In that primetime bout, the Niners held Aaron Rodgers to 104 yards passing, restricted Davante Adams to 43 yards on seven catches with a touchdown and sacked the quarterback five times. Jimmy Garoppolo piled up 253 passing yards and two TDs, George Kittle went for 129 receiving yards and a touchdown, Raheem Mostert and Tevin Coleman each ran for a score, as the Niners skated to a 37-8 victory.
Heading into the rematch, Green Bay believed it could turn the tide in the NFC Championship Game.
It believed wrong.
Mostert galloped for 220 yards and four TDs on 29 carries. The Niners' defense smothered the Packers until garbage time, gave up just 93 first-half yards and forced three turnovers on the day. The 27-0 halftime lead felt more indicative of the contest than the final 37-20 score indicated. San Francisco dominated so thoroughly that Garoppolo attempted just eight passes in the win, completing six for 77 yards.
"There was a ton of confidence," Sherman said after the win. "We took our starters out in the fourth quarter of that game. It could have been worse, and we knew that. I think they were trying to pump themselves up. They were trying to hype themselves up, talking about a revenge game. Like they weren't coming in with an advantage into that game. We were coming off of a battle with Seattle, and they were coming off a bye. So saying payback. Saying when you stay ready you don't got to get ready."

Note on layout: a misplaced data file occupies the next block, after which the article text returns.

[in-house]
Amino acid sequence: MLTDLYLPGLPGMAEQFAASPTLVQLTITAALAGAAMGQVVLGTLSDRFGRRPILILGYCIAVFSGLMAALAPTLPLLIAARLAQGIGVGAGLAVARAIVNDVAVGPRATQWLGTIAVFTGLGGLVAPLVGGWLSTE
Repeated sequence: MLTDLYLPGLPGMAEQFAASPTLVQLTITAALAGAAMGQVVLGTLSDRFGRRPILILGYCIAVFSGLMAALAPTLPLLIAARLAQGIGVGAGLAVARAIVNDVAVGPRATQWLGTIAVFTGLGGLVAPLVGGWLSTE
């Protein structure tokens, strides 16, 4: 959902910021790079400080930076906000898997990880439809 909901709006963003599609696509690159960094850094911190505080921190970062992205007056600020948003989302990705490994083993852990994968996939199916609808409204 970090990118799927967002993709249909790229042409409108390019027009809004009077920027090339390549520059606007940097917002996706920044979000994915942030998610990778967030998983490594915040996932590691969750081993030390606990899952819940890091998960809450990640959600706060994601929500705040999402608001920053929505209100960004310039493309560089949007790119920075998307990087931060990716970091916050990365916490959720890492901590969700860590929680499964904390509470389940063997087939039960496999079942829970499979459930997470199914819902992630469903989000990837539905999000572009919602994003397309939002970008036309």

"They were trying to hype themselves up like 'man, we're going to be ready this time,'" Sherman said. "If you weren't ready the first time and that was in front of the whole country, that was a Sunday night game. It wasn't like it was a middle-of-the-day 1 o'clock game. It kind of bothered us a little bit. Like 'oh my god, we're going to be ready this time.' Like do you not take the game seriously? When do we not take games seriously in the regular season? If you would have won that one-seed, we would have been going to Green Bay. But, hey, it wasn't that big of a deal you were going to be ready this time."
The Packers weren't ready for the onslaught the Niners brought. From a dominating defense to Kyle Shanahan's superior ground game, San Francisco proved they were the better team from start to finish. The Week 12 blowout wasn't a one-off. It was indicative of the gap that lies between the final two NFC teams.